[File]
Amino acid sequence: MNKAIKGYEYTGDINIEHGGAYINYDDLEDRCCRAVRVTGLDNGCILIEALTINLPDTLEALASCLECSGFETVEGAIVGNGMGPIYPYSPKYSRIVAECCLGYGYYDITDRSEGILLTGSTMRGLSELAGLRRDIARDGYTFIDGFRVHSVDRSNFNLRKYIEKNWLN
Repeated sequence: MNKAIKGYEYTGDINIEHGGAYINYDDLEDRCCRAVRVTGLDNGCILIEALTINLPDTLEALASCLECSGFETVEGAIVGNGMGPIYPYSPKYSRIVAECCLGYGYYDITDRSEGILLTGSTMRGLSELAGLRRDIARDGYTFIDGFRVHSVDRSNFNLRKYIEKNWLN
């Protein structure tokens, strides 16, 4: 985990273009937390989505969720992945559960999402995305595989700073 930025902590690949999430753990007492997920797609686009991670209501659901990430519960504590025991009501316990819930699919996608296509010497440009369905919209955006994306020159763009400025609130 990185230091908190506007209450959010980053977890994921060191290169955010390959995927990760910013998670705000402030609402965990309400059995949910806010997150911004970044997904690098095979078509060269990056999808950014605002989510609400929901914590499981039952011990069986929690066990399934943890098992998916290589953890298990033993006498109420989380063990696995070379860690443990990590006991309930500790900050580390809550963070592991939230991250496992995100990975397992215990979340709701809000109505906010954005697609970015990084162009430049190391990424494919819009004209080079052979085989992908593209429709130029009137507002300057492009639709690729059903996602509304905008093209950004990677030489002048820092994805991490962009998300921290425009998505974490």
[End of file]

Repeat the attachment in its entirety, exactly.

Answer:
Amino acid sequence: MNKAIKGYEYTGDINIEHGGAYINYDDLEDRCCRAVRVTGLDNGCILIEALTINLPDTLEALASCLECSGFETVEGAIVGNGMGPIYPYSPKYSRIVAECCLGYGYYDITDRSEGILLTGSTMRGLSELAGLRRDIARDGYTFIDGFRVHSVDRSNFNLRKYIEKNWLN
Repeated sequence: MNKAIKGYEYTGDINIEHGGAYINYDDLEDRCCRAVRVTGLDNGCILIEALTINLPDTLEALASCLECSGFETVEGAIVGNGMGPIYPYSPKYSRIVAECCLGYGYYDITDRSEGILLTGSTMRGLSELAGLRRDIARDGYTFIDGFRVHSVDRSNFNLRKYIEKNWLN
């Protein structure tokens, strides 16, 4: 985990273009937390989505969720992945559960999402995305595989700073 930025902590690949999430753990007492997920797609686009991670209501659901990430519960504590025991009501316990819930699919996608296509010497440009369905919209955006994306020159763009400025609130 990185230091908190506007209450959010980053977890994921060191290169955010390959995927990760910013998670705000402030609402965990309400059995949910806010997150911004970044997904690098095979078509060269990056999808950014605002989510609400929901914590499981039952011990069986929690066990399934943890098992998916290589953890298990033993006498109420989380063990696995070379860690443990990590006991309930500790900050580390809550963070592991939230991250496992995100990975397992215990979340709701809000109505906010954005697609970015990084162009430049190391990424494919819009004209080079052979085989992908593209429709130029009137507002300057492009639709690729059903996602509304905008093209950004990677030489002048820092994805991490962009998300921290425009998505974490």